It represents the history and reputation of the being named.
Especially when moaning about being misgendered, some my friends have asked me:
‘Why have you not chosen a more straightforward Jewish male name – like David, Adam, Benjamin or Aaron?’
Well, first of all, as I have always stressed I identify as non-binary, gender-variant or genderqueer rather than simply a trans man.
Perhaps transmasculine would describe ‘me’ more accurately;
‘Surat’ is already quite gender-neutral (it means ‘face’ in Turkish and is rare South-Asian male name meaning ‘awakening consciousness’).
But let’s get into knitty-gritty of gender labels later on in my blog series.
What about consulting Genesis? In Avraham’s story, G-d[i] bestows new names on Avram and Sarai [ii].
Neither shall thy name any more be called Avram, but thy name shall be Avraham; for the father of a multitude of nations have made thee (Gen 17:5)
And G-d said unto Avraham, as for Sarai thy wife, thou shalt not call her name Sarai, but Sarah shall her name be. (Gen 17:5)
G-d honours the couple’s journey: Avraham’s circumcision making him the father of all nations, and Sarah’s bond with him signifies their joint destiny. I feel inspired by this symbolism. My name change marks not only the beginning of my physical transitioning, but also my spiritual journey as a trans Jew.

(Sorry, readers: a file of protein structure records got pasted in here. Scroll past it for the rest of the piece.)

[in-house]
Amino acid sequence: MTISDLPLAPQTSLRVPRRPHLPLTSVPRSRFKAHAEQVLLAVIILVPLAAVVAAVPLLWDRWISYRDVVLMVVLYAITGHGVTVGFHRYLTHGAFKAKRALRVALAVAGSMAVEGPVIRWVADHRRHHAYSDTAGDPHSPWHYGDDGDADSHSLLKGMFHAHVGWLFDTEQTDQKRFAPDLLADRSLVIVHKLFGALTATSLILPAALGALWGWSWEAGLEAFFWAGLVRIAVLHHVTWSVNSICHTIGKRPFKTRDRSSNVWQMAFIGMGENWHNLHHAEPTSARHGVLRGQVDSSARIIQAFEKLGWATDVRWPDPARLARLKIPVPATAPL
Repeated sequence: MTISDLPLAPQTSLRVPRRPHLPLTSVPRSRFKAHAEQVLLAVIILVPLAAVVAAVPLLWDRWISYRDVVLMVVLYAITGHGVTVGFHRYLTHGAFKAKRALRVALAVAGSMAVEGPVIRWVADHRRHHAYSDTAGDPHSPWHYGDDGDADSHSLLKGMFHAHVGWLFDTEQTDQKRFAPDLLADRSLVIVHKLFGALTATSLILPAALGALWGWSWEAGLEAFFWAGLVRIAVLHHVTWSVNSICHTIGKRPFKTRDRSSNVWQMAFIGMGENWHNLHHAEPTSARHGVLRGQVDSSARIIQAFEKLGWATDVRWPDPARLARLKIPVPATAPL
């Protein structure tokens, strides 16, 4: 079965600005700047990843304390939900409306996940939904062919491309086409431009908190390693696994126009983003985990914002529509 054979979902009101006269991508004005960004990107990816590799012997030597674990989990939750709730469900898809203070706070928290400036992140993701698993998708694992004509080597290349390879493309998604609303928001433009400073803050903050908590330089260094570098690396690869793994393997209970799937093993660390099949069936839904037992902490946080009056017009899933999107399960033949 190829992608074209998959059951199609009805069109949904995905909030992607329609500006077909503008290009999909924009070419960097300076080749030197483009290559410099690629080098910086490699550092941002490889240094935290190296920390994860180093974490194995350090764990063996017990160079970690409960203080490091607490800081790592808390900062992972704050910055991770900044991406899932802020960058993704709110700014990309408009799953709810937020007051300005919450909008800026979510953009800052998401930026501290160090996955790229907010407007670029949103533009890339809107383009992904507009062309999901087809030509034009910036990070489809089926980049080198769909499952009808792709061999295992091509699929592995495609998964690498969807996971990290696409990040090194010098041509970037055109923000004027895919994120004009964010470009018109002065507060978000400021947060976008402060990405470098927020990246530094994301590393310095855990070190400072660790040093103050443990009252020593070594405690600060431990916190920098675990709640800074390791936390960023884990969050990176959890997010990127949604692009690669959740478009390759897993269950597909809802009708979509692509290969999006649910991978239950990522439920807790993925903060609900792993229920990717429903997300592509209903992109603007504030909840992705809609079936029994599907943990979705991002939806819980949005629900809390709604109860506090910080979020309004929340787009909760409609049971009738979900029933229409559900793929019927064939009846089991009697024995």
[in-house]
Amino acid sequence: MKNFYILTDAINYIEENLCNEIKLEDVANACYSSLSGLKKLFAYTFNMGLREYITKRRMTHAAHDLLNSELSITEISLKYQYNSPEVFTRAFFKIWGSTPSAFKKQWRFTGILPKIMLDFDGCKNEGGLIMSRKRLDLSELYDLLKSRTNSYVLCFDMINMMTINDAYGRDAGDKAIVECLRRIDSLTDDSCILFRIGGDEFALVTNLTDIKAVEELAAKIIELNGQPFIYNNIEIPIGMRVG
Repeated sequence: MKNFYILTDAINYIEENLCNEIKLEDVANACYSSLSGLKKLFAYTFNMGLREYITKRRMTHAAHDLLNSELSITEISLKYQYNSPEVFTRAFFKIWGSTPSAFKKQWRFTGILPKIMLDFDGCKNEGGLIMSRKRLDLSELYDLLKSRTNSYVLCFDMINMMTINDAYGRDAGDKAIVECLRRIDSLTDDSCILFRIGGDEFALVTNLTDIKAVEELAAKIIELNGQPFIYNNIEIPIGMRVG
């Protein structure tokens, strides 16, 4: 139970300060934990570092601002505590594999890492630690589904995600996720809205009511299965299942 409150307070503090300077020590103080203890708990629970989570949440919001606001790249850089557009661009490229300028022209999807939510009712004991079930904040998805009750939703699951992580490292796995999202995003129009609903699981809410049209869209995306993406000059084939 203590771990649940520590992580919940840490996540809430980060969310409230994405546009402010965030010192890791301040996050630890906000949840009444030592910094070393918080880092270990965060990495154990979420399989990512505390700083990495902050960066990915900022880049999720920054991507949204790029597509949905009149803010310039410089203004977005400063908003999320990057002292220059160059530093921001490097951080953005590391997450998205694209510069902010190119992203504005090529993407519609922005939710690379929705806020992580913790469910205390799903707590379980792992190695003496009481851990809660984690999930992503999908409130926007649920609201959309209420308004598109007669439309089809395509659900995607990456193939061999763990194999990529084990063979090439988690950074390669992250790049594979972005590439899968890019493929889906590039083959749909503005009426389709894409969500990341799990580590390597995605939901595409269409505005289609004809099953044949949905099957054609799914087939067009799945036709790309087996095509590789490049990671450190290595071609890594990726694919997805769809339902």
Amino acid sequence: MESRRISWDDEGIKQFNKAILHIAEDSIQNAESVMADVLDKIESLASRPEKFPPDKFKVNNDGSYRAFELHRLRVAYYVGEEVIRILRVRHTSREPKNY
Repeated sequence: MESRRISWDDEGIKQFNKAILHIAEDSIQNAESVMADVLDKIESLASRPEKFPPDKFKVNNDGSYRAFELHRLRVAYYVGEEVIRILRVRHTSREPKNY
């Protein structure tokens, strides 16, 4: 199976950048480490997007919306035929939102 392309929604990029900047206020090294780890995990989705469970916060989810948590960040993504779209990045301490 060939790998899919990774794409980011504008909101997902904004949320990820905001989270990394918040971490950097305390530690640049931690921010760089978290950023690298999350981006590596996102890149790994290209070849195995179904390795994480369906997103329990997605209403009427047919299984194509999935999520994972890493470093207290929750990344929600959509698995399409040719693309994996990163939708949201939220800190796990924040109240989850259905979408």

Although I had always used ‘other’ names, I had lived for over forty years with a name in my birth certificate that did not resonate with my inner self.
Now, Avraham was ‘my co-pilot’ [iii] into my true destiny.
Having chosen ‘Shin’ שׁ as the first letter of my new name, ‘I carry my past in my name by retaining the first syllable of my birth name my parents gave me’ [iv].
I would never deny my past nor my given names, and this is how I can link my past to my future journey – just like Avraham’s call for a new beginning.
Shin also stands for the word Shaddai, a name for God. The letter Shin is often inscribed on the case containing a mezuzah, a scroll of parchment with Biblical text written on it.
The text contained in the mezuzah is the Shema Yisrael prayer, which calls the Israelites to love their God with all their heart, soul and strength.
Shaan means to be at ease or at peace, rest securely. Yes, I feel at ease now, because I can be who I am, who I have always been.
In William Shakespeare’s play, Juliet argues that the names of things do not matter, only what things ‘are.’
Indeed, my name change does not change me as a person.
It does also not erase my past or present situation.
What it does is affirm what I already know about myself.
[i] In Jewish tradition, writing “G-d” without ‘–o’ is a way of giving respect. Personally, I feel it highlights the abstract, multi-layered, non-gendered nature and the many names and faces of G-d.
[ii] This passage is inspired by Lech Lecha! By Eliron Hamburger in: Balancing on the Mechitza. Edited by Noach Dzmura. California, 2010.
[iii] from Lech Lecha! By Eliron Hamburger
[iv] from Lech Lecha! By Eliron Hamburger